Bible Studies for Life
with Don Schuman
Sunday, October 13
God’s Will and My Will
Romans 11:33–12:2; Ephesians 1:4-6
In his book, My Favorite Illustrations, Herschel Hobbs quotes George W. Truett: “To know the will of God is the greatest knowledge; to do the will of God is the greatest achievement.” Our passages in this lesson guide our minds and wills to transformation by the mind and will of God.
God’s Will (Ephesians 1:4-6). God’s will has chosen us in Christ. His will has also predestined us, adopted us, accepted us (vv. 4-6), redeemed us, and forgiven us (v. 7). The will of God the Father chose us, the work of God the Spirit sanctifies us, and the work of Christ has redeemed us. Each Person of the triune Godhead works in harmony for the Father’s will.
By His will God has done the heavy and heavenly work to save us. God’s work is enough to save every human being who comes to Christ through genuine faith in Him. He has done this according to His own good pleasure of His will.
By the will and grace of God, we are accepted in Christ. Believers are welcomed in God’s presence.
God’s Mind (Romans 11:33-36). While believers have the mind of Christ (1 Cor. 2:16), and mysteries have been revealed to us (Eph. 1:9, Mark 4:11, Rom. 16:25-26), a full understanding of God’s sovereign will is a mystery to us, especially on this side of eternity. Although we can explore the depths of God’s Word, we can never get to the bottom of it all. Our finite minds cannot fully comprehend the wonders of His Word. Some tensions in the Bible (such as the word, “predestined”) expose our limited understanding of our infinite God.
To realize that God knows everything about everything and everybody is overwhelming! There is nothing about you that God does not already know. He even knows what you will do and be like in the future. How mysterious! We can know God by faith in Jesus Christ, but we cannot fully comprehend the infinite wisdom and knowledge of God because we cannot fully comprehend infinity itself. It is beyond my mind that God can read the hearts and hear the prayer requests of people around the world at the same time. I get confused trying to hear just two conversations at once, but God can hear more than thousands, more than millions, more than billions, an infinite number of prayers at once. Small wonder that David said that such knowledge of God is beyond wonderful; it is unattainable (Ps. 139:6).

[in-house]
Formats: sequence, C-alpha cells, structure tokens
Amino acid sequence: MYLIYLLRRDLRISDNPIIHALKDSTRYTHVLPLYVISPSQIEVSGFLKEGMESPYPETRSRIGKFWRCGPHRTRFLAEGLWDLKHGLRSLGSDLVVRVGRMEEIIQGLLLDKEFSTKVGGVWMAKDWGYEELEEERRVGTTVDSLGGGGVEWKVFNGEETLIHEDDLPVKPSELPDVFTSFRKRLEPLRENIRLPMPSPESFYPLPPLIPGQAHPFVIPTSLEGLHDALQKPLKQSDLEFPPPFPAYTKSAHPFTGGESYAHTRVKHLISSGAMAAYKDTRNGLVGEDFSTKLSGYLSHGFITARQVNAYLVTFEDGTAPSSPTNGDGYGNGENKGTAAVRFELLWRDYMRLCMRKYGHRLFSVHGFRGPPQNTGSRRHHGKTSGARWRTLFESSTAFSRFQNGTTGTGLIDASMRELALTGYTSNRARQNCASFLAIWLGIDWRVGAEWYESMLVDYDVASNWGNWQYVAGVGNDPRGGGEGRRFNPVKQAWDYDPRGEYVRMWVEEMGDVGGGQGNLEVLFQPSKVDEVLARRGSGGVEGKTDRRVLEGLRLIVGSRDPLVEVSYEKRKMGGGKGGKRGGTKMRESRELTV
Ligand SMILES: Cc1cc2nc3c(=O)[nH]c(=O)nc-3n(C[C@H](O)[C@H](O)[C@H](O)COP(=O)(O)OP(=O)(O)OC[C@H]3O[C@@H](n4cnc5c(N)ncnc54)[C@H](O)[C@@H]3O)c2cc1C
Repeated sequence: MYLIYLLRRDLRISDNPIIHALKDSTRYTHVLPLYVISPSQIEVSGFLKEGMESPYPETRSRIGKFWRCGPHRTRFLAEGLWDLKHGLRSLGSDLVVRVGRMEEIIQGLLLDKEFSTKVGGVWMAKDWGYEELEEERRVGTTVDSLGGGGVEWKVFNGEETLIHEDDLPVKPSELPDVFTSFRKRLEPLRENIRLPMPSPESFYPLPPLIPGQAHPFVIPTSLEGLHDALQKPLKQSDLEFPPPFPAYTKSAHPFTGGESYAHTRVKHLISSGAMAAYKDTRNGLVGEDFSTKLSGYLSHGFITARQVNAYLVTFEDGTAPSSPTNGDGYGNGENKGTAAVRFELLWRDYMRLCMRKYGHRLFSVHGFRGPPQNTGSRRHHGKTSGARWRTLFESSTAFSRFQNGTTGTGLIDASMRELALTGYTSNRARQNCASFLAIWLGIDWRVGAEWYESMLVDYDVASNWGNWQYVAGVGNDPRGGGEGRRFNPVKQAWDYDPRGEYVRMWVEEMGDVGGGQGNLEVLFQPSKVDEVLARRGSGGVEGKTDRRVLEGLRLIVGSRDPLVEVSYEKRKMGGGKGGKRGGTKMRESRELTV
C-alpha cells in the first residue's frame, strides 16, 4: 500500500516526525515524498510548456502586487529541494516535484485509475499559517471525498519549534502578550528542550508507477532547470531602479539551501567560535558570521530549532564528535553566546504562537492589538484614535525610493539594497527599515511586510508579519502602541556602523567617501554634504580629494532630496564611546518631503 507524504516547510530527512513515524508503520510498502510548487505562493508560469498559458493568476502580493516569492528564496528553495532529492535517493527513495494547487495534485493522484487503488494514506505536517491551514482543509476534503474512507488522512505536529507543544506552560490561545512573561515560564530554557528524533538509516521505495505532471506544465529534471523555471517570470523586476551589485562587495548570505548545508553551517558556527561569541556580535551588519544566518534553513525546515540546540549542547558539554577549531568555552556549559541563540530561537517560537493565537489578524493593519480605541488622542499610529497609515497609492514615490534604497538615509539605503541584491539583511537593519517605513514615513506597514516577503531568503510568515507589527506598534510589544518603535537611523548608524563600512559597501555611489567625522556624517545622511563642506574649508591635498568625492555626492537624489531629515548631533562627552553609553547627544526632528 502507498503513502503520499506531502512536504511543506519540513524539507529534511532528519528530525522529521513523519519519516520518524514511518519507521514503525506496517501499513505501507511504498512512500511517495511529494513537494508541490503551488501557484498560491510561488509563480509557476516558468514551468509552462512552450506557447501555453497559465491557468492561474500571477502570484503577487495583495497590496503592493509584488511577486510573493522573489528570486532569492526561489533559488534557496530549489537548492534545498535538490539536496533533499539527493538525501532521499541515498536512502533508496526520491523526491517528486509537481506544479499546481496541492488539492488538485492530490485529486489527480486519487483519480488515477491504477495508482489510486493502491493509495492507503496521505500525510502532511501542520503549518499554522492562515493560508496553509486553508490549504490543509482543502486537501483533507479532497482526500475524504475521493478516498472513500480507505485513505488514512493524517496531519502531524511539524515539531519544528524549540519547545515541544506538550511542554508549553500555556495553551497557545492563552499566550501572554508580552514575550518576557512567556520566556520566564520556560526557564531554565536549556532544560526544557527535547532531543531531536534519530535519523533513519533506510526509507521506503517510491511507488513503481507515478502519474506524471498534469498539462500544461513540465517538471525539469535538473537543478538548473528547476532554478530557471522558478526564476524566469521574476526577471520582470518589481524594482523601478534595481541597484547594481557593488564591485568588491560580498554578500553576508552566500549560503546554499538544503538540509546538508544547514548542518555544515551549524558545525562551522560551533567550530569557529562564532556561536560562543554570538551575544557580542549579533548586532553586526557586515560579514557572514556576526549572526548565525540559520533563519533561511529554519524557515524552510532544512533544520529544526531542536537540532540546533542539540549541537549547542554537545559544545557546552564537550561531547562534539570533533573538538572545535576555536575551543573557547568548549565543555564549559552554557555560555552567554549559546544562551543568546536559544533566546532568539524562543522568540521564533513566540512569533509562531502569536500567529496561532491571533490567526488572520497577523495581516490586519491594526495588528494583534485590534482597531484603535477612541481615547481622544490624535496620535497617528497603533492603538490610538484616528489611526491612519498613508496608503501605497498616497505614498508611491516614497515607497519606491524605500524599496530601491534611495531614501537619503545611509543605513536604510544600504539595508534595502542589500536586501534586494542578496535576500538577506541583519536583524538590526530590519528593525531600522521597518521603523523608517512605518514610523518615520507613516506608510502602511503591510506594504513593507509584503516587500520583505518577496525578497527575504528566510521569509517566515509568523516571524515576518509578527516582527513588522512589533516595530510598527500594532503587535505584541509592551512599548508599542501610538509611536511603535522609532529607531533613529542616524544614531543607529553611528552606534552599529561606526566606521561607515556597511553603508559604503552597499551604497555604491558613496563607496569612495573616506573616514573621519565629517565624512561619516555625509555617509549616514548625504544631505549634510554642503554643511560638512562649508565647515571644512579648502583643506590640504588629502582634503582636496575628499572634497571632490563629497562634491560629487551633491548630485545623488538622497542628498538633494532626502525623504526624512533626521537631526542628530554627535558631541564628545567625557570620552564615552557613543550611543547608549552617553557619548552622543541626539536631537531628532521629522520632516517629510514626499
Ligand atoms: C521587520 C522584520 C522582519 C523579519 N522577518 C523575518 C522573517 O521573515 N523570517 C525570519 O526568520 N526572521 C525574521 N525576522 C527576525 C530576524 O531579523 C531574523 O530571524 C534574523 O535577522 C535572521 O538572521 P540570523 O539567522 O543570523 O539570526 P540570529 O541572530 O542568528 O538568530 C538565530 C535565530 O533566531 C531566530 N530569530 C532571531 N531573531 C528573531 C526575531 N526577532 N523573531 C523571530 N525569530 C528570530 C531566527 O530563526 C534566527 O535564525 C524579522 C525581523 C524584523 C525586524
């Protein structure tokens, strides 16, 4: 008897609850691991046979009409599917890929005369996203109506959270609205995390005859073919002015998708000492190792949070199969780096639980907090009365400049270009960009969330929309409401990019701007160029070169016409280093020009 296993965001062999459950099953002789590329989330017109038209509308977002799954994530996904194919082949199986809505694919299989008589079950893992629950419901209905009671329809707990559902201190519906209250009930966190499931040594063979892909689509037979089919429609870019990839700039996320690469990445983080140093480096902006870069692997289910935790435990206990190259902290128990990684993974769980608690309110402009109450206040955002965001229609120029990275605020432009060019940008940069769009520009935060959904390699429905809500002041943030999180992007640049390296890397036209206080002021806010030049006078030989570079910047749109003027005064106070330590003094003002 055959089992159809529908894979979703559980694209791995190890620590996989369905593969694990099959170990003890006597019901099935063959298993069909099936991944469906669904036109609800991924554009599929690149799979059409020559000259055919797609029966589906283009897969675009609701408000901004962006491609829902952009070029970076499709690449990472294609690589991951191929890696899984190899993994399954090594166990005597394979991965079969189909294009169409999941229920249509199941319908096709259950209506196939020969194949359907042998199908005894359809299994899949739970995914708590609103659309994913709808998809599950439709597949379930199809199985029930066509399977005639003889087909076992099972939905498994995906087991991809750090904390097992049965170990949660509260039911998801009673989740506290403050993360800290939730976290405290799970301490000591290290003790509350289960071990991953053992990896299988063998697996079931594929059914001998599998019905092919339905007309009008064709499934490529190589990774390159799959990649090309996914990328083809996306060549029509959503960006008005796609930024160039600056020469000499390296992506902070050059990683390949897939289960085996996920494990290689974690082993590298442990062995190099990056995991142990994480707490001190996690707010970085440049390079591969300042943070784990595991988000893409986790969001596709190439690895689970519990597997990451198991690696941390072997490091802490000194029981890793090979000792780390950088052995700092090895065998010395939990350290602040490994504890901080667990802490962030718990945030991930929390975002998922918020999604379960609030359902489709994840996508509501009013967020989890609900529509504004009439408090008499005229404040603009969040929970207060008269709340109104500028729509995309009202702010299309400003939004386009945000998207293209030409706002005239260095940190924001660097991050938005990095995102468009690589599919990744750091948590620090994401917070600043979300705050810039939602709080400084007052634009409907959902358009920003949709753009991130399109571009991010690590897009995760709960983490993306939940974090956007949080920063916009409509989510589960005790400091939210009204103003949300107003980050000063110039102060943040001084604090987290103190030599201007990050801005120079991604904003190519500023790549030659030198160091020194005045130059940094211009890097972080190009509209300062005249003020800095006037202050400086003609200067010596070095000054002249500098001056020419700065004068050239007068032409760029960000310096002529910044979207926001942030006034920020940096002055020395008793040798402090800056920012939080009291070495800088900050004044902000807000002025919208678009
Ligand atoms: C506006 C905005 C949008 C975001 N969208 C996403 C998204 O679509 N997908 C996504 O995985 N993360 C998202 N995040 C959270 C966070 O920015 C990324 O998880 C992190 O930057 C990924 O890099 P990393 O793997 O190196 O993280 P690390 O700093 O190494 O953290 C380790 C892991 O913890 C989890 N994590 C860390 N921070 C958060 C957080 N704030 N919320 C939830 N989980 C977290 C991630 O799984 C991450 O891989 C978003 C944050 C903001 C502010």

He knows all about you. He knows your weaknesses and your strengths. The psalmist said that God knew all his ways (Ps. 139:3). He knows all our ways, too. He knows who we are in secret as well as in public. He knows the real us.
God’s Will for Our Will and Mind (Romans 12:1-2). Three times now in these lessons God’s Word has said that His will for our lives is holiness. First Thessalonians 4:3 from last week’s lesson and Ephesians 1:4 earlier in this lesson emphasize with Romans 12:1-2 that holiness is God’s will for His people. Not only are we to be a living sacrifice, but we are to be holy sacrifice that is acceptable to God. The surrendered will and heart is that acceptable sacrifice to God.
God’s will for us is to live holy lives. His will should be our will. Paradoxically, we live holy lives when our will is to present our bodies a living sacrifice. Our walk by faith is a daily process of sacrificing our will to the lordship of Jesus Christ. Christian faith is dying to the old self (Rom. 6:6-13), turning from our way to His way, from our will to His will.
Renewing our minds is changing our mindset completely, looking at things the way God looks at things, thinking as Jesus thinks, opening our spirit to the guidance of the Holy Spirit.
Our bodies as living sacrifices and our renewed minds prove that God’s ways are good, acceptable, and perfect. We are to show the world for our Lord how good the genuine Christian lifestyle is. God’s will is good, acceptable, and perfect.
Hobbs added in his book that he attended Truett’s funeral. Truett, in his casket, held a New Testament in his left hand and pointed with his right hand to Matthew 6:10: “Thy will be done.” May God’s will be our will for this life and beyond.
Schuman is pastor of Temple Church, Myrtle.